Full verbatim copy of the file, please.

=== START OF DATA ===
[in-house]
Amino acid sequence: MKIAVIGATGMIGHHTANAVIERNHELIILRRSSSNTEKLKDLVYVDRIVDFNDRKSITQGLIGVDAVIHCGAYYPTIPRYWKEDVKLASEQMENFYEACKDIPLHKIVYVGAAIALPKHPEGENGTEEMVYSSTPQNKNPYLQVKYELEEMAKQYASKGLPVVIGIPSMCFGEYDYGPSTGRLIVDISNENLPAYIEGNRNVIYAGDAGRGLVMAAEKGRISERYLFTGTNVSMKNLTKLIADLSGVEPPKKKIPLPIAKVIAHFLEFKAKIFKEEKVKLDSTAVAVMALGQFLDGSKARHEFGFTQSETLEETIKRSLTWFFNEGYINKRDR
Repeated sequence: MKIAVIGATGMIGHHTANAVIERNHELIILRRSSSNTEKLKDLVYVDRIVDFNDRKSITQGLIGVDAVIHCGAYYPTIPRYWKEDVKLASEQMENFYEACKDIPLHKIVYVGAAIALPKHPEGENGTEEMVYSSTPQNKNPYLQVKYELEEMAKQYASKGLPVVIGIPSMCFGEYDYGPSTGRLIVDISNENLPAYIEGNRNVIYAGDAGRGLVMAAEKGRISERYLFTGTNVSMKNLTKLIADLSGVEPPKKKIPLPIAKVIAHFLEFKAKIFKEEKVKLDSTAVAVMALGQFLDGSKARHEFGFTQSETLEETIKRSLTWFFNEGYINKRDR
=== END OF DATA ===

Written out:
[in-house]
Amino acid sequence: MKIAVIGATGMIGHHTANAVIERNHELIILRRSSSNTEKLKDLVYVDRIVDFNDRKSITQGLIGVDAVIHCGAYYPTIPRYWKEDVKLASEQMENFYEACKDIPLHKIVYVGAAIALPKHPEGENGTEEMVYSSTPQNKNPYLQVKYELEEMAKQYASKGLPVVIGIPSMCFGEYDYGPSTGRLIVDISNENLPAYIEGNRNVIYAGDAGRGLVMAAEKGRISERYLFTGTNVSMKNLTKLIADLSGVEPPKKKIPLPIAKVIAHFLEFKAKIFKEEKVKLDSTAVAVMALGQFLDGSKARHEFGFTQSETLEETIKRSLTWFFNEGYINKRDR
Repeated sequence: MKIAVIGATGMIGHHTANAVIERNHELIILRRSSSNTEKLKDLVYVDRIVDFNDRKSITQGLIGVDAVIHCGAYYPTIPRYWKEDVKLASEQMENFYEACKDIPLHKIVYVGAAIALPKHPEGENGTEEMVYSSTPQNKNPYLQVKYELEEMAKQYASKGLPVVIGIPSMCFGEYDYGPSTGRLIVDISNENLPAYIEGNRNVIYAGDAGRGLVMAAEKGRISERYLFTGTNVSMKNLTKLIADLSGVEPPKKKIPLPIAKVIAHFLEFKAKIFKEEKVKLDSTAVAVMALGQFLDGSKARHEFGFTQSETLEETIKRSLTWFFNEGYINKRDR